Thursday, December 21, 2006

This Morning's Visitors

Snow brings great bird-watching, as an assortment--and quantity--of birds flock to the feeders. As most of the country knows by now, we've been getting dumped on! [This storm is now labeled "Storm 3" for purposes of keeping track.] This morning hundreds of birds--mostly Juncos, Sparrows, and Finches--have been coming by for treats. There are also a few Starlings, Towhees, Crows, Magpies, and of course the Scrub Jays.

When I put out suet earlier this week, I was hoping it would help out the woodpeckers and flickers. Instead, this little Downy Woodpecker decided to go for the thistle seed!

Three Juncos wait their turn at the thistle feeder, while the Downy gets his fill.

The Husband cleared a spot on the porch to put some seed where it wouldn't get immediately buried in snow. When all the little birds disappeared, we knew Artemis, or her new fellow hawk, was in the area. I saw the swoop, and looked out windows trying to spot her/him.

I was scanning too far afield, and in the trees. Finally, I spotted him, just a few feet from the bedroom window (note the indoor potted plant), with an unlucky Starling for breakfast, right on top of the birdseed just put out for the little ones. The spots mark "him" as Speck, our new local Sharp-shinned Hawk. He soon took off with his meal, so I never got a better shot.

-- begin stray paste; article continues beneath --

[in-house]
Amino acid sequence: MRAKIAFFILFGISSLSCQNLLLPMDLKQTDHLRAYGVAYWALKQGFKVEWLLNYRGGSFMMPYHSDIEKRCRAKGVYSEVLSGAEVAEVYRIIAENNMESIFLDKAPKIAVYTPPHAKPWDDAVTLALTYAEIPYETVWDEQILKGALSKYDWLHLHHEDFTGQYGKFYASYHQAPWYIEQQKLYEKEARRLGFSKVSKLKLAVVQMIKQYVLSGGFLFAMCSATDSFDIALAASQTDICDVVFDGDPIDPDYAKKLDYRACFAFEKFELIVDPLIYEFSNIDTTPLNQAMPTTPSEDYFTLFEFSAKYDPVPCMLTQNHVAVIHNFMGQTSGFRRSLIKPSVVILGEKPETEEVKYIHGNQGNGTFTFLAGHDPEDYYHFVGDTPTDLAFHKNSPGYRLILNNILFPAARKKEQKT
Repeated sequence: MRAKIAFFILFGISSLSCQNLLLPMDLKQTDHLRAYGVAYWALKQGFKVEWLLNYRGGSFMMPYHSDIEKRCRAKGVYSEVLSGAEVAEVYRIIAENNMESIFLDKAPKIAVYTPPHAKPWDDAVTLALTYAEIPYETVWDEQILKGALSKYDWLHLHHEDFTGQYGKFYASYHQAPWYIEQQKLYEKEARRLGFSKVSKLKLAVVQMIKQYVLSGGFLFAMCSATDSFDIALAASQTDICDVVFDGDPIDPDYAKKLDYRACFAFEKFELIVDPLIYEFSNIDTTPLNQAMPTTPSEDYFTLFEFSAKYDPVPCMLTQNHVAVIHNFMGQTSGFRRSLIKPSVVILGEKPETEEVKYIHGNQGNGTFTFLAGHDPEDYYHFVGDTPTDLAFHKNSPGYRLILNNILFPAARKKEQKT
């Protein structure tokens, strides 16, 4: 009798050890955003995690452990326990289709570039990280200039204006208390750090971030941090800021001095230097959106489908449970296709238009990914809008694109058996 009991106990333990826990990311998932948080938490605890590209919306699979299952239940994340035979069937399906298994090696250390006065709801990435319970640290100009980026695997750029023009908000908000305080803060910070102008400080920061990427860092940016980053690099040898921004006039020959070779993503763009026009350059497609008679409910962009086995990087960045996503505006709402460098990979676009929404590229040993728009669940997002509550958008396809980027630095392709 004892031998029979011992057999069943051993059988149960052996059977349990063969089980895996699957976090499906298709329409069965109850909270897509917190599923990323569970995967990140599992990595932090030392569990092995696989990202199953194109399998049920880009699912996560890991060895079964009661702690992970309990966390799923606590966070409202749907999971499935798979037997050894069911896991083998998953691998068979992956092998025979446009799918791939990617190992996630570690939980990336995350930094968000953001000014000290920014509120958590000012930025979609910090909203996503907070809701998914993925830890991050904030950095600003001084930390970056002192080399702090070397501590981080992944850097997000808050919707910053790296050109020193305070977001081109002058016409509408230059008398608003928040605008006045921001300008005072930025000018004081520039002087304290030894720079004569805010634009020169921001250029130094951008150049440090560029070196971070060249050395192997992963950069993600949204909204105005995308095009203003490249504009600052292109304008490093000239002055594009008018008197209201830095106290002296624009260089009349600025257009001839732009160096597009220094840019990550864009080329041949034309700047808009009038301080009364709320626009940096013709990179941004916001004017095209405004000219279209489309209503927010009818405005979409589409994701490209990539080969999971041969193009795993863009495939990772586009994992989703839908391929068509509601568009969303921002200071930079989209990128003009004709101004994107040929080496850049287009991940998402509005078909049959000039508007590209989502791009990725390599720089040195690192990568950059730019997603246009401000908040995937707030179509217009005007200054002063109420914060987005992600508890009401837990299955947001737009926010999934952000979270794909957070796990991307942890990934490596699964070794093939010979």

When I put out suet, it attracts Black-billed Magpies. So here's a small challenge for you. How many pie-birds in this picture? Answer will be posted tomorrow. (Remember, you can click to enlarge the photo!)

There are Two of Them!

We've been watching young Artemis, the local sharp-shinned hawk since the spring equinox post that launched this blog, so three-quarters of the way around the year. She visits when it snows, so this picture was taken when she stopped in last week. After the Nov 30th snow, she came by to kill a scrub jay by the coop, then, next day, a junco under the lilac bush.

She has, in recent months, lost the white spots on her back.

So the spots told us that this sharp-shinned hawk, now dubbed Speck, was a different bird. Many of the neighbors have now reported seeing these small hawks, but we'll have to hone in on which sightings go with which bird.